St. Louis Post-Dispatch

ST. LOUIS – Nearly 180 young people graduated this month from St. Louis College of Pharmacy, facing changes in their profession few could have envisioned when they began their studies six years ago.

Not only is the job market wobbly, but the required skill-set has shifted.

Pharmacists today must dispense drugs but also deal with technology’s increasing role in drug therapy; run a pharmacy; learn the ins and outs of Medicare; and navigate the politics of health care reform.

Pharmacists “who are attempting to sustain themselves in the old way, focusing on distribution, are finding it tough to survive,” said Wendy Duncan, the college’s dean and vice president of academic affairs. “And the people who are trying to work in new ways in the clinical setting are having difficulty making a living.”

The mission of St. Louis College of Pharmacy, as with other schools of pharmacy, is to prepare its students for these new uncertainties.

Many of this year’s 178 graduates already have jobs with six-figure salaries. But the demand for newly trained pharmacists has cooled in the past year, leaving about 10 percent of graduates still seeking work.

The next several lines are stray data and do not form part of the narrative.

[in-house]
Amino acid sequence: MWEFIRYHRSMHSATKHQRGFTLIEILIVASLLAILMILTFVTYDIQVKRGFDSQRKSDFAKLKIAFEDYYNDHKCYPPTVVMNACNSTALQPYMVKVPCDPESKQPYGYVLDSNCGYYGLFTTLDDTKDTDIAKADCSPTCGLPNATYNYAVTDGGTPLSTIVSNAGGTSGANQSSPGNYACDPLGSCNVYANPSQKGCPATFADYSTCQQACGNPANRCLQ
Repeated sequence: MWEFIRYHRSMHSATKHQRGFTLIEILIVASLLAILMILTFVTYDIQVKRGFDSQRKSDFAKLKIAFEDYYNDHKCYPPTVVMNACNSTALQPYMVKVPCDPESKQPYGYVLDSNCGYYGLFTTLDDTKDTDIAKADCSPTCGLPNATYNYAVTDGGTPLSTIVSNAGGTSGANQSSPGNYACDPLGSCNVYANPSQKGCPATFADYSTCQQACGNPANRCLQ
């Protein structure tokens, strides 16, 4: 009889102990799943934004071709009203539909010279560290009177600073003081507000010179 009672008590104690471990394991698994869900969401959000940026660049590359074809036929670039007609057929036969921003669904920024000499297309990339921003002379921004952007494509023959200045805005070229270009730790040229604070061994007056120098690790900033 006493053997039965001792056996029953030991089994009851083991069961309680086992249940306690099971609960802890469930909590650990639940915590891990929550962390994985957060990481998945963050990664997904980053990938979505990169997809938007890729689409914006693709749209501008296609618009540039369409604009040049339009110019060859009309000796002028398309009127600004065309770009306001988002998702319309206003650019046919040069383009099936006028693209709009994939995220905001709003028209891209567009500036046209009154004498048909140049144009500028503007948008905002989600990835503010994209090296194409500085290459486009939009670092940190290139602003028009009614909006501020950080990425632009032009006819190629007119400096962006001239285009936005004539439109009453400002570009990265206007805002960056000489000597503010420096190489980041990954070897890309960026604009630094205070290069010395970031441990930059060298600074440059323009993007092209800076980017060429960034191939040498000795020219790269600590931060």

Duncan said the college was revamping its curriculum to emphasize business skills. She plans to cut the number of lecture classes, focusing instead on individual studies and public service projects that emphasize teamwork, problem-solving and communications skills.

For more than a decade, pharmacists were in high demand, recruited with signing bonuses of up to $10,000. But with the recession, some retail chains have hired fewer pharmacists and used lower-cost technicians to fill the gaps.

Pharmacy benefits managers are competing directly with the big retail chains, offering direct mail deliveries of prescription medicines.

Still, new opportunities are emerging. Clinical pharmacists are becoming more accepted as experts in drug therapy who can help manage a patient’s long-term care.

Sixty percent of the school’s graduates plan to work for retail pharmacies. Others have been hired by hospitals, long-term care, the military, the drug industry and managed care. Fifteen percent will begin clinical residency programs at health care facilities.

“The pharmacist has to be a continuing, self-educated professional,” said Terry Seaton, a professor of pharmacy practice.

Today, computers are used to not only help make better prescribing decisions, but also to administer some medicines. For example, computerized “smart pumps” infuse dosages of drugs for chemotherapy.

Computers also track how well patients are responding to medicines and whether they are sticking to their drug therapy schedules.

“We are preparing our students to select drugs in a particular situation, to modify them as necessary and to monitor them for both efficacy and for safety,” Seaton said.

Ron Fitzwater, head of the Missouri Pharmacy Association, said the college was “on the forefront” in preparing students for “a greater role in health care — in not only helping patients understand their medications, but also working collaboratively with health care providers to manage their drug therapies.”

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